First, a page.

Evaluation of the Performances and Costs of a Spectrum of DIST Protocols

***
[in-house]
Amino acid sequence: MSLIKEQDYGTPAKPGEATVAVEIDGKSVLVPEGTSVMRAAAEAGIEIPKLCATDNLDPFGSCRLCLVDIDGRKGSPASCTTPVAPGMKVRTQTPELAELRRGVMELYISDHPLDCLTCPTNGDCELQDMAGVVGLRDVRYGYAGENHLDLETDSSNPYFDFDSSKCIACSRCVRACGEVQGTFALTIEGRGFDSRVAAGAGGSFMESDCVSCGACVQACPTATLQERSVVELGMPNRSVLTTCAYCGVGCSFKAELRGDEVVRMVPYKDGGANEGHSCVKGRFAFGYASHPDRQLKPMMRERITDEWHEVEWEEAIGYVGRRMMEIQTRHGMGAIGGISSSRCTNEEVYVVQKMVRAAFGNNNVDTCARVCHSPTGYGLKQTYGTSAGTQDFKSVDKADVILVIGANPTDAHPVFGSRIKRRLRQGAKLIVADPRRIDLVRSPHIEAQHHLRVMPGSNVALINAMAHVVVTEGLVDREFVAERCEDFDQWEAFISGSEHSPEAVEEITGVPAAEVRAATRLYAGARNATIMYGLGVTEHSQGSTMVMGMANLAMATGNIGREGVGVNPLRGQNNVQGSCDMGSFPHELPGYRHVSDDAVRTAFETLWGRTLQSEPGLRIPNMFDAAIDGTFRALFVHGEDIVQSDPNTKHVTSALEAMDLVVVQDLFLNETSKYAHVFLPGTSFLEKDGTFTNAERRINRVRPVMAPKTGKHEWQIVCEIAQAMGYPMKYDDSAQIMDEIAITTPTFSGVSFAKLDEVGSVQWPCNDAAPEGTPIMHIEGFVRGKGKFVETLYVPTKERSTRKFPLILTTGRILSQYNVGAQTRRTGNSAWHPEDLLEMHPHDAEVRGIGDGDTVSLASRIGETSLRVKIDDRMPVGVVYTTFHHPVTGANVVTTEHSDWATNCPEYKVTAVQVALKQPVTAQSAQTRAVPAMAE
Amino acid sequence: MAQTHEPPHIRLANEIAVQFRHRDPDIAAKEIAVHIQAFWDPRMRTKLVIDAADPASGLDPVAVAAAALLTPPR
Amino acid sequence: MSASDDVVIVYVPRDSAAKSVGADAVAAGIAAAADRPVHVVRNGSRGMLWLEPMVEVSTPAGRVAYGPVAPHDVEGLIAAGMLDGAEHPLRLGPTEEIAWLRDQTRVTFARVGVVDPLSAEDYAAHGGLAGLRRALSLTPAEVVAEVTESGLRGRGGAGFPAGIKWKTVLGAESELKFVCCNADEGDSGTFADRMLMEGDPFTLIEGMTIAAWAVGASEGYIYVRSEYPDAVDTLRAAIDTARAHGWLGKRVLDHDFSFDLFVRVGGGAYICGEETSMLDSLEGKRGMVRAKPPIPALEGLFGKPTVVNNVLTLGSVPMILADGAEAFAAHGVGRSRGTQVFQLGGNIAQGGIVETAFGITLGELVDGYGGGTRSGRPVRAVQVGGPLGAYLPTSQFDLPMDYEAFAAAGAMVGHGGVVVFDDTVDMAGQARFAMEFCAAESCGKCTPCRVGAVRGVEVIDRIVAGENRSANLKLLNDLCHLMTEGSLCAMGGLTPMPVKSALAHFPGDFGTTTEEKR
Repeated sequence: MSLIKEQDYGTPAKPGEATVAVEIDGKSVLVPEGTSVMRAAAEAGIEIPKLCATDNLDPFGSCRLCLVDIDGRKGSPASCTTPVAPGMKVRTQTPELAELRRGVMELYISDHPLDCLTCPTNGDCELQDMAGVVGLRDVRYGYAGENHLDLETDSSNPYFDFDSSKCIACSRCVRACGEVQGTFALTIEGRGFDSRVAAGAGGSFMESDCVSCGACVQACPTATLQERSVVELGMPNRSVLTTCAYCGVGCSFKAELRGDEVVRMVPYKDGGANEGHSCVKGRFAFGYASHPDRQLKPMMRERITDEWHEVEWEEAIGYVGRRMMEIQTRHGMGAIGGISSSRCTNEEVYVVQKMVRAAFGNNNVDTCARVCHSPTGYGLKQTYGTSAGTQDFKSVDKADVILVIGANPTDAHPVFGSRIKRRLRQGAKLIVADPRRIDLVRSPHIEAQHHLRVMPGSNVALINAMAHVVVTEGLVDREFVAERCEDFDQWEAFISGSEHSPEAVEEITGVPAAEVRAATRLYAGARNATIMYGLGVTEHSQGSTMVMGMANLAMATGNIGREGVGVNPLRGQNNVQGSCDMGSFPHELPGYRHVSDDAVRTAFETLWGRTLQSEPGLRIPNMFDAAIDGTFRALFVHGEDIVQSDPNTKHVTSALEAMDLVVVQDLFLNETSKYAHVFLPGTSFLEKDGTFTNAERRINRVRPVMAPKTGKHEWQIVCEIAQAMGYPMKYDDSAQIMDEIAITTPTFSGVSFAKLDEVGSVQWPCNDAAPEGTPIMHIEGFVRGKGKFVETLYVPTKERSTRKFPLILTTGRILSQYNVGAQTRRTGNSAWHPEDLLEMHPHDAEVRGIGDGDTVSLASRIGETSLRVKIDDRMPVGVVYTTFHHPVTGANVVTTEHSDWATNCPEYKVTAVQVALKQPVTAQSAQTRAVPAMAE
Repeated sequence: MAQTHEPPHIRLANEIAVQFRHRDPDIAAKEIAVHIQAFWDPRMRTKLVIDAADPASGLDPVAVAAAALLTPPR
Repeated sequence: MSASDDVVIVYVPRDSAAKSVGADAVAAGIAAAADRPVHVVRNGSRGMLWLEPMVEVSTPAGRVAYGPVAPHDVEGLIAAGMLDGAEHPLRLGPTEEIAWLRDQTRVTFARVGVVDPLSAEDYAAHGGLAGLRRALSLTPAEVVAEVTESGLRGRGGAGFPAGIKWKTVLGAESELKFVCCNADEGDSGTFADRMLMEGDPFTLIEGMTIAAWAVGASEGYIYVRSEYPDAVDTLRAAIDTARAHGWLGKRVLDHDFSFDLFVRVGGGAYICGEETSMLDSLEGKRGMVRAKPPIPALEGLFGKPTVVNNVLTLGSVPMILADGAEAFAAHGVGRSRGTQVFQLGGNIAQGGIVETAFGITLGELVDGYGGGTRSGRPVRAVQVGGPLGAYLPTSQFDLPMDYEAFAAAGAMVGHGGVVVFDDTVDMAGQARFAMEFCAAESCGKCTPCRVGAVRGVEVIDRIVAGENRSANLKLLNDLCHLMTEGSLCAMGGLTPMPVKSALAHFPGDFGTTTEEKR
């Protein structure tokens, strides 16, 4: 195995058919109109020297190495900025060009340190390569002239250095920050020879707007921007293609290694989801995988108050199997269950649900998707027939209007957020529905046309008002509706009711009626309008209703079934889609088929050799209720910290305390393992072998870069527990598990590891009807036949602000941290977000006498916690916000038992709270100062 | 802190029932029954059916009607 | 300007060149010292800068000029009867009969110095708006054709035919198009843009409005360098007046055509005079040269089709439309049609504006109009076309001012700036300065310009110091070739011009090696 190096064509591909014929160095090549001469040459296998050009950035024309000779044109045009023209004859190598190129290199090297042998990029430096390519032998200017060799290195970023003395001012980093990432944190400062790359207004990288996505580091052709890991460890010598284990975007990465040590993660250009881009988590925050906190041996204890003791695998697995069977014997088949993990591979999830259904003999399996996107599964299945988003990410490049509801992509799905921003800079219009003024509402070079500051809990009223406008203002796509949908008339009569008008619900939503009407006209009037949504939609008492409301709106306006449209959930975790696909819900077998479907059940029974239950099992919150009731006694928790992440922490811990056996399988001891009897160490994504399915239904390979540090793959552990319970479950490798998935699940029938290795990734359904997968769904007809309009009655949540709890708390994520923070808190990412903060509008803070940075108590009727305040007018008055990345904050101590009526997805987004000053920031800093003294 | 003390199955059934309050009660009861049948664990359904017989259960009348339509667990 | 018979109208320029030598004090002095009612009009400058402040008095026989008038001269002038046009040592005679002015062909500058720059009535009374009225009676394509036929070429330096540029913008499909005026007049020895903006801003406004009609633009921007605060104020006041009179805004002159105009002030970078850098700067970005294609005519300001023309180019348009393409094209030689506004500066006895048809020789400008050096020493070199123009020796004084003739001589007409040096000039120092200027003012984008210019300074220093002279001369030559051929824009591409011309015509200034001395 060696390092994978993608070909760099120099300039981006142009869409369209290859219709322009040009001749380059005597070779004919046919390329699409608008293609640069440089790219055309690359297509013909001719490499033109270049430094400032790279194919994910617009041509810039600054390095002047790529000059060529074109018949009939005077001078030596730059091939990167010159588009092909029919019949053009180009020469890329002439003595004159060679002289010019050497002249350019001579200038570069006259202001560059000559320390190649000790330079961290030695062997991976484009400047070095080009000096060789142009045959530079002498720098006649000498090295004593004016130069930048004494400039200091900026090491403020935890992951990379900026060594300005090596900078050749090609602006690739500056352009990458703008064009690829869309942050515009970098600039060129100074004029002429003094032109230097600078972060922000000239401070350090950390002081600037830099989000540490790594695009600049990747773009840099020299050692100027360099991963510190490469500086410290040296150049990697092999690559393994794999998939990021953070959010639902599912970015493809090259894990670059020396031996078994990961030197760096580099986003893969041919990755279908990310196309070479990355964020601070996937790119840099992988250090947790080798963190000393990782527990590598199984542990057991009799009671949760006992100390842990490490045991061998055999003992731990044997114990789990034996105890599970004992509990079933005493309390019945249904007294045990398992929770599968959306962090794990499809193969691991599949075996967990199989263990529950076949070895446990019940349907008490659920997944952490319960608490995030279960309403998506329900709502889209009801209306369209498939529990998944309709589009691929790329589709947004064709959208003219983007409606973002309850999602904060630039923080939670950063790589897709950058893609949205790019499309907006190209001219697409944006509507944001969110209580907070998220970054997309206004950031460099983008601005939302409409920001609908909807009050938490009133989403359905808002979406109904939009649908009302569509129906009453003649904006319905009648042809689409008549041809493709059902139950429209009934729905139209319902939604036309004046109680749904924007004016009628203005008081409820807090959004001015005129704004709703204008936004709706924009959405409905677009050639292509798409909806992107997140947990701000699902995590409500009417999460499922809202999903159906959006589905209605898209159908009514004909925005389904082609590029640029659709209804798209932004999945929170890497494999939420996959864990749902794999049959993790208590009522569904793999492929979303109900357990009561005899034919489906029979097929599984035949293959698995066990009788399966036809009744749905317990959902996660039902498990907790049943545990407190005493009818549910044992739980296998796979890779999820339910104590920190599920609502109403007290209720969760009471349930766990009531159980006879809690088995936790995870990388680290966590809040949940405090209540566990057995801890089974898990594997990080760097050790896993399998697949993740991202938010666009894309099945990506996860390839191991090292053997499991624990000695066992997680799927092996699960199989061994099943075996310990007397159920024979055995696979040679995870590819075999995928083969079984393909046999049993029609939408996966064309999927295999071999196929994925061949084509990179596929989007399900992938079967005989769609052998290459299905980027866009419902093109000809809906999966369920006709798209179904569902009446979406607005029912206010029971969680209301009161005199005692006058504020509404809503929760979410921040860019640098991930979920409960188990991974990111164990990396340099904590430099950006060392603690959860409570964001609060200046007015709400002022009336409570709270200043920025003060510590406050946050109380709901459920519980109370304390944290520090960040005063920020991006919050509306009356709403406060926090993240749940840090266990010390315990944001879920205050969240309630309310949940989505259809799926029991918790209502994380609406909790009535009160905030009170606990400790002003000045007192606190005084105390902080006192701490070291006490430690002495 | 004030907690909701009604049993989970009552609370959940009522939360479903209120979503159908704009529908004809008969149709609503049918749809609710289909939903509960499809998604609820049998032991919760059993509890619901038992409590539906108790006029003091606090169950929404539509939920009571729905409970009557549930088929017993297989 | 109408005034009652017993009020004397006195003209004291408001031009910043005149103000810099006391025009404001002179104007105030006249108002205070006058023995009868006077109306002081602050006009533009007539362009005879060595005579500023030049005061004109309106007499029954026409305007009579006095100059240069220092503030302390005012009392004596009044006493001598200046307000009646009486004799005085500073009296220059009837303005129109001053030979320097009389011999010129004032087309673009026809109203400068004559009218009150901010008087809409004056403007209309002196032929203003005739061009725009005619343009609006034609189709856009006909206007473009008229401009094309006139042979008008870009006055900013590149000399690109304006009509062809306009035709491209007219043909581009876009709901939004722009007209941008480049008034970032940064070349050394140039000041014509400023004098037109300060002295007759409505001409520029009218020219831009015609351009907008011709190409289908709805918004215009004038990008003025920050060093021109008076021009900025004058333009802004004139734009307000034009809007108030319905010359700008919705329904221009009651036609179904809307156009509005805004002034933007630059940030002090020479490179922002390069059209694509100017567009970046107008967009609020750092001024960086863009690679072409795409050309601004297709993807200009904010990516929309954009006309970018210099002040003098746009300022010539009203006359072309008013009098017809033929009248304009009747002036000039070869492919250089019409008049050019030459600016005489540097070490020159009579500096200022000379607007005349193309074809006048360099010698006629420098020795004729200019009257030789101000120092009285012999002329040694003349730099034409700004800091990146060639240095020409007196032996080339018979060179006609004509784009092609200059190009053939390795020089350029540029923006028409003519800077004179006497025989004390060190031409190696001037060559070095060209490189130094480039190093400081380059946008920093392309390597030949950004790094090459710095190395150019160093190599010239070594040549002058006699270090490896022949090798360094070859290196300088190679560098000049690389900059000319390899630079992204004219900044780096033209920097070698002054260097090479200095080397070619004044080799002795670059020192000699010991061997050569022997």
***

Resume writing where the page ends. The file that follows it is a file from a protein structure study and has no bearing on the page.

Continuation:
The strategic design of most insulin sensitivity (SI) tests maximises either accuracy or economy, but not both. Hence, accurate, large-scale screening isn’t feasible. The DIST was developed to better optimize both important metrics. The highly flexible DIST protocol samples insulin, glucose and C-peptide during a comparatively short test. Varying the sampling periods and assays, and utilising alternative computational methods enables a wide range of tests with different accuracy and economy tradeoffs. The result is a hierarchy of tests to facilitate low-cost screening. Eight variations of the DIST are evaluated against the fully-sampled test by correlating the SI and endogenous insulin production (Uen(t)) metrics. Five variations include sample and assay reductions and three utilise DISTq parameter estimations. The DISTq identification methods only require glucose assays and thus enable real-time analysis. Three DISTq methods were tested; the fully-sampled, the Short, and the 30 minute two-sample protocol. 218 DIST tests were completed on 84 participants to provide the data for this study. Methods that assayed insulin replicated the findings of the full DIST particularly well (R=0.89~0.92) while those that assayed C-peptide managed to best replicate endogenous insulin metrics (R=0.72~1.0). The three DISTq protocols correlated to the fully-sampled DIST at R=0.83, 0.77 and 0.71 respectively. As expected, test resolution increased with rising protocol cost and intensity. The ability of significantly less expensive tests to replicate the values of the fully-sampled DIST was relatively high (R=0.92 with four glucose and two insulin assays and 0.71 with only two glucose assays). Thus, an SI screening programme could achieve high resolution at a low cost by using a lower resolution DIST test. When an individual’s result is close to a diagnostic threshold stored test samples could be re-assayed for more species to allow a higher resolution analysis without the need for a second invasive clinical test. Hence, a single test can lead to several outcomes with this hierarchy approach, enabling large scale screening with high resolution only where required with minimal and feasible economic cost and only a single invasive clinical procedure.